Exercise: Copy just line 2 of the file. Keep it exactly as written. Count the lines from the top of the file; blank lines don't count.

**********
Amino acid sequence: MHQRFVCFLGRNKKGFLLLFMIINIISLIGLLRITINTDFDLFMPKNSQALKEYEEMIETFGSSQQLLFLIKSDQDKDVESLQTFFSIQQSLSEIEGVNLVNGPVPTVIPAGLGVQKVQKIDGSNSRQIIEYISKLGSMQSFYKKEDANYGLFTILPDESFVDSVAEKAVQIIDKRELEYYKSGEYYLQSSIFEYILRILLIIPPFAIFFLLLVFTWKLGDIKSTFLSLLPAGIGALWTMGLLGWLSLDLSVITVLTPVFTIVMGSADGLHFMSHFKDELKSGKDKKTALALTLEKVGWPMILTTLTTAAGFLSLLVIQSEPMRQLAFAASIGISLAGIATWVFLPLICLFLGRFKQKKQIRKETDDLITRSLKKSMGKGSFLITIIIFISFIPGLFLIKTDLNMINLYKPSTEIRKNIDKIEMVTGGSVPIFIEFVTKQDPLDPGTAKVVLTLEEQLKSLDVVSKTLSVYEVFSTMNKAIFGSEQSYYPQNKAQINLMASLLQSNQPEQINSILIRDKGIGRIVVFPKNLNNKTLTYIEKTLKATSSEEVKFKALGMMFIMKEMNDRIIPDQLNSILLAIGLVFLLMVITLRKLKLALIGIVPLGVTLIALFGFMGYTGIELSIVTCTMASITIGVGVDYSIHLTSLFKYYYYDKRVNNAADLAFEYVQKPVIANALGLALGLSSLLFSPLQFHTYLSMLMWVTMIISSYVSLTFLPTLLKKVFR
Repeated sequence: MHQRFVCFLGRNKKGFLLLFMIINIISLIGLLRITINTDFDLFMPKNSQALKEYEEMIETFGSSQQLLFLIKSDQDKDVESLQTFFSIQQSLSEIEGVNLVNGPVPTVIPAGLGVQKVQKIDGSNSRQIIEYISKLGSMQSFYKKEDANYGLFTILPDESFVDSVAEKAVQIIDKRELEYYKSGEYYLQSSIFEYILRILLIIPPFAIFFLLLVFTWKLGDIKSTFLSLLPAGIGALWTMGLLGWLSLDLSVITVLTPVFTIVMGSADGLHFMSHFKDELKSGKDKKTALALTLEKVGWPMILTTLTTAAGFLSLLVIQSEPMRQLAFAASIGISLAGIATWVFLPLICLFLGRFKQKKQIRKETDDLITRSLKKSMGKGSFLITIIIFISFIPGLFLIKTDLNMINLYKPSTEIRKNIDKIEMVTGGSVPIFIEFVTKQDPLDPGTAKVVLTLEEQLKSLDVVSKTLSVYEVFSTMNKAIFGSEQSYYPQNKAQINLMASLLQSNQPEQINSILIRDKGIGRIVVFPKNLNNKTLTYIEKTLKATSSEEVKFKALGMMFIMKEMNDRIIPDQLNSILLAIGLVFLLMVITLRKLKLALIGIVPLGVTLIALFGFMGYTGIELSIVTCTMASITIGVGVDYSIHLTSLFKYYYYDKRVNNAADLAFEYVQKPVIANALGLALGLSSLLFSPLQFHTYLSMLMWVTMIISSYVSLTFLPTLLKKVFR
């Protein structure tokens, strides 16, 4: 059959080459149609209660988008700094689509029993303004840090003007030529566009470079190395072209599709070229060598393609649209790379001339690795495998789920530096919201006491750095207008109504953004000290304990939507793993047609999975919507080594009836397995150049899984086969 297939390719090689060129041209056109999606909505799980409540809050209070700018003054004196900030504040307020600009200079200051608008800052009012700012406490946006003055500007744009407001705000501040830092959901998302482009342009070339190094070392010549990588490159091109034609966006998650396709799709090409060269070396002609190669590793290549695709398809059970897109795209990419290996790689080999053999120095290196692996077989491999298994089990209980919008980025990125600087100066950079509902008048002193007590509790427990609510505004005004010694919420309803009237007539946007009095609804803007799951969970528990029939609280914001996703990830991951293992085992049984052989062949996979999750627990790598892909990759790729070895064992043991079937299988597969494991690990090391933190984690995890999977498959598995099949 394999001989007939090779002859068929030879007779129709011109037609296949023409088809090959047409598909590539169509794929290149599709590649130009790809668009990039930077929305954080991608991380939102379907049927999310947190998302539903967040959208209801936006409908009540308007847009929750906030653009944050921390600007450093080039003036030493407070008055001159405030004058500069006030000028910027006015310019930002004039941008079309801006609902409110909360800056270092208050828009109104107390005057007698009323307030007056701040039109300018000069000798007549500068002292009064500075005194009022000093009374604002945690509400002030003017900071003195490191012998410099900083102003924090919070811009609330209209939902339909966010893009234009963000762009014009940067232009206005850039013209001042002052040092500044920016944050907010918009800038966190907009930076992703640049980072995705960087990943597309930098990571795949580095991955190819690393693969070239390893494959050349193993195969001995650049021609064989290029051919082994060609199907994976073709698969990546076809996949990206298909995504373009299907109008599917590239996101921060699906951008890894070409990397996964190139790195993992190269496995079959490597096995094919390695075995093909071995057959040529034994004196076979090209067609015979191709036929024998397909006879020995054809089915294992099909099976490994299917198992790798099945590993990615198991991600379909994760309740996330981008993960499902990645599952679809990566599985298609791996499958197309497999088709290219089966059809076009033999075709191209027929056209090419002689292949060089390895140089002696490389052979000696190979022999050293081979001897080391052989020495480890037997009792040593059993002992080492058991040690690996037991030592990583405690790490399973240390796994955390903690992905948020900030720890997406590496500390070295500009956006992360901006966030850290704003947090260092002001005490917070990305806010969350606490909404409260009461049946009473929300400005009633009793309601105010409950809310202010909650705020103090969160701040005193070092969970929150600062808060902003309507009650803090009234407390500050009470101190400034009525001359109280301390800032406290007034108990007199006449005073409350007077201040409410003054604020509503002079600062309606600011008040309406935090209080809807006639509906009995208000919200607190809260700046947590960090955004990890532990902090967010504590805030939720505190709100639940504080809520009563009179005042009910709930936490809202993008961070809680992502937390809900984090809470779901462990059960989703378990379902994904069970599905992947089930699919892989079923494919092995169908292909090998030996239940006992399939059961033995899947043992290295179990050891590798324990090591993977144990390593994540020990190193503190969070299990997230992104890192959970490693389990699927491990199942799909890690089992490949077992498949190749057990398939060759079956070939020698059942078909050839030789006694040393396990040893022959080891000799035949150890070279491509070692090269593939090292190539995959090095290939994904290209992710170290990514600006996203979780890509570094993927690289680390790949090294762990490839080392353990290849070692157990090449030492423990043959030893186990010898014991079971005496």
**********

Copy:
Repeated sequence: MHQRFVCFLGRNKKGFLLLFMIINIISLIGLLRITINTDFDLFMPKNSQALKEYEEMIETFGSSQQLLFLIKSDQDKDVESLQTFFSIQQSLSEIEGVNLVNGPVPTVIPAGLGVQKVQKIDGSNSRQIIEYISKLGSMQSFYKKEDANYGLFTILPDESFVDSVAEKAVQIIDKRELEYYKSGEYYLQSSIFEYILRILLIIPPFAIFFLLLVFTWKLGDIKSTFLSLLPAGIGALWTMGLLGWLSLDLSVITVLTPVFTIVMGSADGLHFMSHFKDELKSGKDKKTALALTLEKVGWPMILTTLTTAAGFLSLLVIQSEPMRQLAFAASIGISLAGIATWVFLPLICLFLGRFKQKKQIRKETDDLITRSLKKSMGKGSFLITIIIFISFIPGLFLIKTDLNMINLYKPSTEIRKNIDKIEMVTGGSVPIFIEFVTKQDPLDPGTAKVVLTLEEQLKSLDVVSKTLSVYEVFSTMNKAIFGSEQSYYPQNKAQINLMASLLQSNQPEQINSILIRDKGIGRIVVFPKNLNNKTLTYIEKTLKATSSEEVKFKALGMMFIMKEMNDRIIPDQLNSILLAIGLVFLLMVITLRKLKLALIGIVPLGVTLIALFGFMGYTGIELSIVTCTMASITIGVGVDYSIHLTSLFKYYYYDKRVNNAADLAFEYVQKPVIANALGLALGLSSLLFSPLQFHTYLSMLMWVTMIISSYVSLTFLPTLLKKVFR